There are two things that make Internet TV possible. The first is bandwidth. To understand bandwidth, it's best to think of the Internet as a series of highways and information as cars. If there's only one car on the highway, that car will travel quickly and easily. If there are many cars, however, traffic can build up and slow things down. The Internet works the same way -- if only one person is downloading one file, the transfer should happen fairly quickly. If several people are trying to download the same file, though, the transfer can be much slower.
In this analogy, bandwidth is the number of lanes on the highway. If a Web site's bandwidth is too low, traffic will become congested. If the Web site increases its bandwidth, information will be able to travel back and forth without much of a hassle. Bandwidth is important for Internet TV, because sending large amounts of video and audio data over the Internet requires large bandwidths.
The second important part of Internet TV is streaming audio and video. Streaming technology makes it possible for us to watch live or on-demand video without downloading a copy directly to a computer.
There are a few basic steps to watching streaming audio and video:
- A server holds video data.
- When you want to watch a video, you click the right command, like "Play" or "Watch." This sends a message to the server, telling it that you want to watch a certain video.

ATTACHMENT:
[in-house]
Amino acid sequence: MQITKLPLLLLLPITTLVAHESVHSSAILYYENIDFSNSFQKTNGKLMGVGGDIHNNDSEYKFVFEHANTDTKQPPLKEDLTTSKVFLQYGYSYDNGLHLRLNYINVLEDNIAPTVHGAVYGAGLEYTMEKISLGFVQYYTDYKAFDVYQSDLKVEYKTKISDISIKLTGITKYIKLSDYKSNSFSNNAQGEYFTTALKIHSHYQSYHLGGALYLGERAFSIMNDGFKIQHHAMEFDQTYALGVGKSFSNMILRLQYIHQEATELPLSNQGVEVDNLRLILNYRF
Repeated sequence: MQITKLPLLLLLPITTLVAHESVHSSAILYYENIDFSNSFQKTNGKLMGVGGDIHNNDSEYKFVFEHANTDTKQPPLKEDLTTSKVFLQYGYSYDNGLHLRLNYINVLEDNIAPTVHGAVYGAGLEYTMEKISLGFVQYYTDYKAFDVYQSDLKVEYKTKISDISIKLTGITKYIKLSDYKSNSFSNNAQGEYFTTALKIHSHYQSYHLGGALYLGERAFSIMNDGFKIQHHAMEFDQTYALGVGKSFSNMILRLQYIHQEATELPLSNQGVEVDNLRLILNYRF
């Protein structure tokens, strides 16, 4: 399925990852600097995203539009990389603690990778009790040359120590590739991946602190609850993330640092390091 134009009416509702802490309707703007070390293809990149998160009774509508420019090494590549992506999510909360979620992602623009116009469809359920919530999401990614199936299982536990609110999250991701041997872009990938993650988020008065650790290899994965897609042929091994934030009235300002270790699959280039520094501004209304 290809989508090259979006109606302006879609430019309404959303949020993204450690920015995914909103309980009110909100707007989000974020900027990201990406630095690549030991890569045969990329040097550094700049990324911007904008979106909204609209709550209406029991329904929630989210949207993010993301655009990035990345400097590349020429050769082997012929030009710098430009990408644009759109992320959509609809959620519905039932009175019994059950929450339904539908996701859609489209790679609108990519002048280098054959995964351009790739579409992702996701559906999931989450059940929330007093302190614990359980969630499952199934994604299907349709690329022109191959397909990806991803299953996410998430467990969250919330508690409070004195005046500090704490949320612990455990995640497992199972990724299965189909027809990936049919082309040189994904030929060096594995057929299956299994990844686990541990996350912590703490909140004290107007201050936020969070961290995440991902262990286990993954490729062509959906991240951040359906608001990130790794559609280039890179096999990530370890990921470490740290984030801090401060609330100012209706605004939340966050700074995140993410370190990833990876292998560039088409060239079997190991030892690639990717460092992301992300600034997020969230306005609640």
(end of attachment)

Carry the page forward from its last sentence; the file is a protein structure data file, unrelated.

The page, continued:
- The server responds by sending you the necessary data. It uses streaming media protocols to make sure the data arrives in good condition and with all the pieces in the right order.
- A plugin or player on your computer -- Windows Media Player and RealPlayer are two popular examples -- decodes and plays the video signal.
Although Internet TV promises quite a lot, the concept doesn't come without criticism. Users with slow Internet connections may have difficulty getting data fast enough. Many complain that the video quality pales in comparison to HDTV screens, and Web sites have difficulty providing sufficient bandwidth. Peer-to-peer software may offer a possible solution, since it spreads out the amount of available information across lots of computers instead of putting all the pressure on one server.
Internet TV could eventually change the way we get our news and entertainment. People who are enthusiastic and knowledgeable about certain subjects but don't have a contract with a major network can produce their own shows if they have the right technology -- you can read more about what it takes in How Podcasting Works. Since video recording and editing technologies are becoming more accessible to the public, it will become easier to transmit user-generated content from all over the planet.
For lots more on Internet TV and related topics, explore the links below.
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More Great Links
- Cheng, Jacqui. "Apple TV: an in-depth review." Ars Technica. 27 Mar. 2007. http://arstechnica.com/reviews/hardware/appletv.ars
- Cheng, Jacqui. "Joost finally sheds invite-only status, opens up to the public." Ars Technica. 1 Oct. 2007. http://arstechnica.com/news.ars/post/20071001-joost-finally-sheds-invite-only-status-opens-up-to-the-public.html
- Fisher, Matt. "Microsoft beats Apple to the TV with Xbox Live Video." Ars Technica. 7 Nov. 2006. http://arstechnica.com/news.ars/post/20061107-8163.html
- Hansell, Saul. "As Internet TV aims at niche audiences, the slivercast is born." The New York Times. 12 Jul. 2006. http://www.nytimes.com/2006/03/12/business/yourmoney/12sliver.html?pagewanted=all
- Richtel, Matt. "Small new steps toward fulfilling the promise of PC-TV links." The New York Times. 13 Sept. 2007. http://www.nytimes.com/2007/09/13/technology/circuits/13basics.html?ref=circuits